Friday, October 14, 2016

Incumbent "fight the future" propaganda agenda: Keep calendar fixed at year 2000, lower expectations

Understanding the Broadband Adoption Gap | USTelecom: Some 26 million households (21 percent) are never online. To bring these remaining 33 million non-internet households online, price and affordability have been the more common levers that advocates and government have used. However, less than a quarter (24 percent) of the 33 million non-internet homes cite price as the main reason they don’t have access at home.

More than half (55 percent) of these non-internet households say they don’t need the internet or have no interest in Facebook, Pinterest, Snapchat, Pandora and the myriad other apps and services available online. That’s more than twice the number of households that say they can’t afford internet services.

These digital “don’t cares” are a much tougher segment to address through industry and government programs focused on price and affordability. Instead, programs must also focus on demonstrating that internet is relevant and useful to these consumers. USTelecom supports programs aimed at closing the digital divide and bringing more Americans online. In recent comments to the Commerce Department, USTelecom suggested more research needs to be done on why consumers aren’t going online. Digital literacy is significantly under-studied and federal researchers should focus on those issues, ideally in partnership with experts who work with the unconnected.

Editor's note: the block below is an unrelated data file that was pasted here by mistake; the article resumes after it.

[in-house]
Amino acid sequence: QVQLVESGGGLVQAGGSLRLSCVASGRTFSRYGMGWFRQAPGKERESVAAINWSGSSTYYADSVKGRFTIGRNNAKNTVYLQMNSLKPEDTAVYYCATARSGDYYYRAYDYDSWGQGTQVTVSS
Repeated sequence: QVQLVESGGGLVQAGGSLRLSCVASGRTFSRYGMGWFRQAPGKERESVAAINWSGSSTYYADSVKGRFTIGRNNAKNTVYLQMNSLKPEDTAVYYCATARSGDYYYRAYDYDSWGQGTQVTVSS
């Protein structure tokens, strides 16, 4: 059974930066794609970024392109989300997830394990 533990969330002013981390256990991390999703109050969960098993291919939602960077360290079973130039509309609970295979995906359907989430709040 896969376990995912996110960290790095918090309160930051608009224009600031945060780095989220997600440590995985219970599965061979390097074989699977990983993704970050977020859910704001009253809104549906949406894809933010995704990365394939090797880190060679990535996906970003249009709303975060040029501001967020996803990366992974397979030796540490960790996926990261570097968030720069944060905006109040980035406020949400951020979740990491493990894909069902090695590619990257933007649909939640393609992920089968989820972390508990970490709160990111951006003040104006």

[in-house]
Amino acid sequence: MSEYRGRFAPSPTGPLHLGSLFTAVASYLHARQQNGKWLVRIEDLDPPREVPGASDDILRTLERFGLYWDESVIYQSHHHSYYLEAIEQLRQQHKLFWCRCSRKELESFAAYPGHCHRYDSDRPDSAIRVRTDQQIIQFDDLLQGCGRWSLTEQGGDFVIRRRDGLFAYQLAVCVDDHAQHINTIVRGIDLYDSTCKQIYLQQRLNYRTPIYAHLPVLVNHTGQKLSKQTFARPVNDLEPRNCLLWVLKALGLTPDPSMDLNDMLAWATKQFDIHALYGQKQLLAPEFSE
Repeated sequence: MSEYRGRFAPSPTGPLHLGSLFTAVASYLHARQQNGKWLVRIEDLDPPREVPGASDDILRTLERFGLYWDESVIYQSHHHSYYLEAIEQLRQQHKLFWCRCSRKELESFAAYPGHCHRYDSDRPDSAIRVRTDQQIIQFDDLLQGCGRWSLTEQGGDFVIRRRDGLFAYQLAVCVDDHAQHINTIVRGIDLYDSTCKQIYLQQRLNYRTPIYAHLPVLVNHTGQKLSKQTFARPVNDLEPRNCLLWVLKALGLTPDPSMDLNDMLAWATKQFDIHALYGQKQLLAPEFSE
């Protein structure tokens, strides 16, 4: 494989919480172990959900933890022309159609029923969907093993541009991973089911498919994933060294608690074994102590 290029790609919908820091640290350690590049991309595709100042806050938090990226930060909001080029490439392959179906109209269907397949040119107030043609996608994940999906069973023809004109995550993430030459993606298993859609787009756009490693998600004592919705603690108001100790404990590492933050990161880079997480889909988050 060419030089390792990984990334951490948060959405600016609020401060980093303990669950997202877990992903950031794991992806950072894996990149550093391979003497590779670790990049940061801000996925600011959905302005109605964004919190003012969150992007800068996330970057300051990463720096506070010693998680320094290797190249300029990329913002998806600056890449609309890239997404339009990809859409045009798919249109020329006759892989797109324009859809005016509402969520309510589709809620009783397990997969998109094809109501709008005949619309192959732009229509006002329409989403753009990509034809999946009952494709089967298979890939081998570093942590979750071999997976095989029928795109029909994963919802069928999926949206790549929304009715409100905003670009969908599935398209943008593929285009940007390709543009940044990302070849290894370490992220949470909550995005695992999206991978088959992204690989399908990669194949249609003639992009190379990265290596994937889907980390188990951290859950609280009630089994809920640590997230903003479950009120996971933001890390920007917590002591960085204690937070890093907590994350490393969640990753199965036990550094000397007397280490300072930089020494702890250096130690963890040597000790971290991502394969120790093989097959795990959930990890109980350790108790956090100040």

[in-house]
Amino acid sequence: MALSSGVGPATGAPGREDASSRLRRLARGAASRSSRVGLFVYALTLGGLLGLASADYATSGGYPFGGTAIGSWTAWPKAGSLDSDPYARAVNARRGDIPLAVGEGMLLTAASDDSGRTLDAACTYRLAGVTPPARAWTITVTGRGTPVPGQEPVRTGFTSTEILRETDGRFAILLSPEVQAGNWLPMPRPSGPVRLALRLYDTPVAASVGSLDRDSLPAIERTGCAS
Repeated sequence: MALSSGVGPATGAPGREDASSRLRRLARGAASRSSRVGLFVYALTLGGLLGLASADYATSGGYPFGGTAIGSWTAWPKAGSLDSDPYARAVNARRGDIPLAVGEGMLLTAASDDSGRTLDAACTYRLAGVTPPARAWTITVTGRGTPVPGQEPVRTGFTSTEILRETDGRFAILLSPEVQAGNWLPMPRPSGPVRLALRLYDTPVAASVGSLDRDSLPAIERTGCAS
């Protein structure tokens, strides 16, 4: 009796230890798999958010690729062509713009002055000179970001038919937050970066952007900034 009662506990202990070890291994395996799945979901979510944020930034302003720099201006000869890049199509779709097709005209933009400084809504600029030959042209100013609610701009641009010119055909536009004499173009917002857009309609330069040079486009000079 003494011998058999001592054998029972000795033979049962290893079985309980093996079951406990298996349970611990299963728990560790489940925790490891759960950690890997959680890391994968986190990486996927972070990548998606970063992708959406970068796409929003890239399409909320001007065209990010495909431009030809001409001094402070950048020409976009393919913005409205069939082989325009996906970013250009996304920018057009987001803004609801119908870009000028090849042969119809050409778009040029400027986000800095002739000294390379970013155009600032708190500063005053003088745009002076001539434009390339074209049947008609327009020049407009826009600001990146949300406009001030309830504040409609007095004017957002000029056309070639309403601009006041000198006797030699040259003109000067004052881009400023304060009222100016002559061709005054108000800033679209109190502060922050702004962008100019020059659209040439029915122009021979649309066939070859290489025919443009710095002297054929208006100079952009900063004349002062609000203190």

This is more of the same tired incumbent propaganda aimed at keeping the calendar fixed circa 2000 when the Internet meant "going online" to visit websites and get email. Legacy incumbent telephone companies know that Internet protocol-based technology supports not only these services but also voice and video residential premise services. That however requires modernizing their infrastructures from metal wires to fiber optic lines to reliably deliver them -- something their CAPex averse business models won't allow.

That reality motivates their "fight the future" strategy designed to lower expectations and attempt to shift blame to tepid consumer demand when in fact America's telecommunications infrastructure deficiencies and disparities are due to market failure on the sell side. Closely related to keeping the focus on "broadband adoption" is the fixation on "broadband speeds." That supports a retro oriented mindset since having adequate bandwidth was necessary to access online services in the early days of the Internet as well as the unit-based, consumption billing models employed in the days of Plain Old Telephone Service (POTS).

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